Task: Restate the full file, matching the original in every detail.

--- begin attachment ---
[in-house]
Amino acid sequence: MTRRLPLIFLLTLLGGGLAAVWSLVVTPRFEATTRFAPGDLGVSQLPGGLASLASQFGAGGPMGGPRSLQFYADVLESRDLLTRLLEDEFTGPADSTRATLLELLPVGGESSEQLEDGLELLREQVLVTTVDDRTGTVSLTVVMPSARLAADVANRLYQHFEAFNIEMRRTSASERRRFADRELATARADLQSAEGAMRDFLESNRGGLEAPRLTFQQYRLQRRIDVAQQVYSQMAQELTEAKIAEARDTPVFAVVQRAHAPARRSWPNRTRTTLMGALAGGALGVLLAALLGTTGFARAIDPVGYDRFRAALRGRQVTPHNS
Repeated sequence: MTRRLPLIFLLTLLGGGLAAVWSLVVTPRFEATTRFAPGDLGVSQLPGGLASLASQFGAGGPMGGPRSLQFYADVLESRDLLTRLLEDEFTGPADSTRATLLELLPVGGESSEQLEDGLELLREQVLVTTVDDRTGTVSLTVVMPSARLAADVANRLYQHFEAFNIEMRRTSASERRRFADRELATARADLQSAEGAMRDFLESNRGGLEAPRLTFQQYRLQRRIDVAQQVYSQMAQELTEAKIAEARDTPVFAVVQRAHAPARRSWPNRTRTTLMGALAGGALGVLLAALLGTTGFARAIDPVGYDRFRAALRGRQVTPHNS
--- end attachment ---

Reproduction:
[in-house]
Amino acid sequence: MTRRLPLIFLLTLLGGGLAAVWSLVVTPRFEATTRFAPGDLGVSQLPGGLASLASQFGAGGPMGGPRSLQFYADVLESRDLLTRLLEDEFTGPADSTRATLLELLPVGGESSEQLEDGLELLREQVLVTTVDDRTGTVSLTVVMPSARLAADVANRLYQHFEAFNIEMRRTSASERRRFADRELATARADLQSAEGAMRDFLESNRGGLEAPRLTFQQYRLQRRIDVAQQVYSQMAQELTEAKIAEARDTPVFAVVQRAHAPARRSWPNRTRTTLMGALAGGALGVLLAALLGTTGFARAIDPVGYDRFRAALRGRQVTPHNS
Repeated sequence: MTRRLPLIFLLTLLGGGLAAVWSLVVTPRFEATTRFAPGDLGVSQLPGGLASLASQFGAGGPMGGPRSLQFYADVLESRDLLTRLLEDEFTGPADSTRATLLELLPVGGESSEQLEDGLELLREQVLVTTVDDRTGTVSLTVVMPSARLAADVANRLYQHFEAFNIEMRRTSASERRRFADRELATARADLQSAEGAMRDFLESNRGGLEAPRLTFQQYRLQRRIDVAQQVYSQMAQELTEAKIAEARDTPVFAVVQRAHAPARRSWPNRTRTTLMGALAGGALGVLLAALLGTTGFARAIDPVGYDRFRAALRGRQVTPHNS